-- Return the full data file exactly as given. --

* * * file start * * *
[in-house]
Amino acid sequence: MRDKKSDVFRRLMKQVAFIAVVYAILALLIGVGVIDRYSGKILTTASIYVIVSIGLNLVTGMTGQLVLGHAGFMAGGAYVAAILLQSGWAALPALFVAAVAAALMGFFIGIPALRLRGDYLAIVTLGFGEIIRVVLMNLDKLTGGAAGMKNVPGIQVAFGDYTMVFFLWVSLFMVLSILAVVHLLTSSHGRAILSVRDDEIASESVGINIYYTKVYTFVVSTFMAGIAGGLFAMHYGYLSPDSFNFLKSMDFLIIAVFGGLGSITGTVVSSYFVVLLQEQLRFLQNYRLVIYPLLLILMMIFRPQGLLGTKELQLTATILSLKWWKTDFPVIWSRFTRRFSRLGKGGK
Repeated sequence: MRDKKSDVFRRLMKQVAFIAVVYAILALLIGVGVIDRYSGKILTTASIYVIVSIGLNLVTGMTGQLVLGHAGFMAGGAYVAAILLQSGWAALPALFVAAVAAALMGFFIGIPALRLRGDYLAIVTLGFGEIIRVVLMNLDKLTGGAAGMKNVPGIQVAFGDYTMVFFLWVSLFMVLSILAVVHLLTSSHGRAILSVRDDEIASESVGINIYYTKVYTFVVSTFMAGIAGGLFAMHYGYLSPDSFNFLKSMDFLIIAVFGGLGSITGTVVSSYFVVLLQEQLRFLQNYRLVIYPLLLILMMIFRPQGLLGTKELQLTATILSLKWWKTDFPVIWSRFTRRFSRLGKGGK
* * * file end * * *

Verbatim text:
[in-house]
Amino acid sequence: MRDKKSDVFRRLMKQVAFIAVVYAILALLIGVGVIDRYSGKILTTASIYVIVSIGLNLVTGMTGQLVLGHAGFMAGGAYVAAILLQSGWAALPALFVAAVAAALMGFFIGIPALRLRGDYLAIVTLGFGEIIRVVLMNLDKLTGGAAGMKNVPGIQVAFGDYTMVFFLWVSLFMVLSILAVVHLLTSSHGRAILSVRDDEIASESVGINIYYTKVYTFVVSTFMAGIAGGLFAMHYGYLSPDSFNFLKSMDFLIIAVFGGLGSITGTVVSSYFVVLLQEQLRFLQNYRLVIYPLLLILMMIFRPQGLLGTKELQLTATILSLKWWKTDFPVIWSRFTRRFSRLGKGGK
Repeated sequence: MRDKKSDVFRRLMKQVAFIAVVYAILALLIGVGVIDRYSGKILTTASIYVIVSIGLNLVTGMTGQLVLGHAGFMAGGAYVAAILLQSGWAALPALFVAAVAAALMGFFIGIPALRLRGDYLAIVTLGFGEIIRVVLMNLDKLTGGAAGMKNVPGIQVAFGDYTMVFFLWVSLFMVLSILAVVHLLTSSHGRAILSVRDDEIASESVGINIYYTKVYTFVVSTFMAGIAGGLFAMHYGYLSPDSFNFLKSMDFLIIAVFGGLGSITGTVVSSYFVVLLQEQLRFLQNYRLVIYPLLLILMMIFRPQGLLGTKELQLTATILSLKWWKTDFPVIWSRFTRRFSRLGKGGK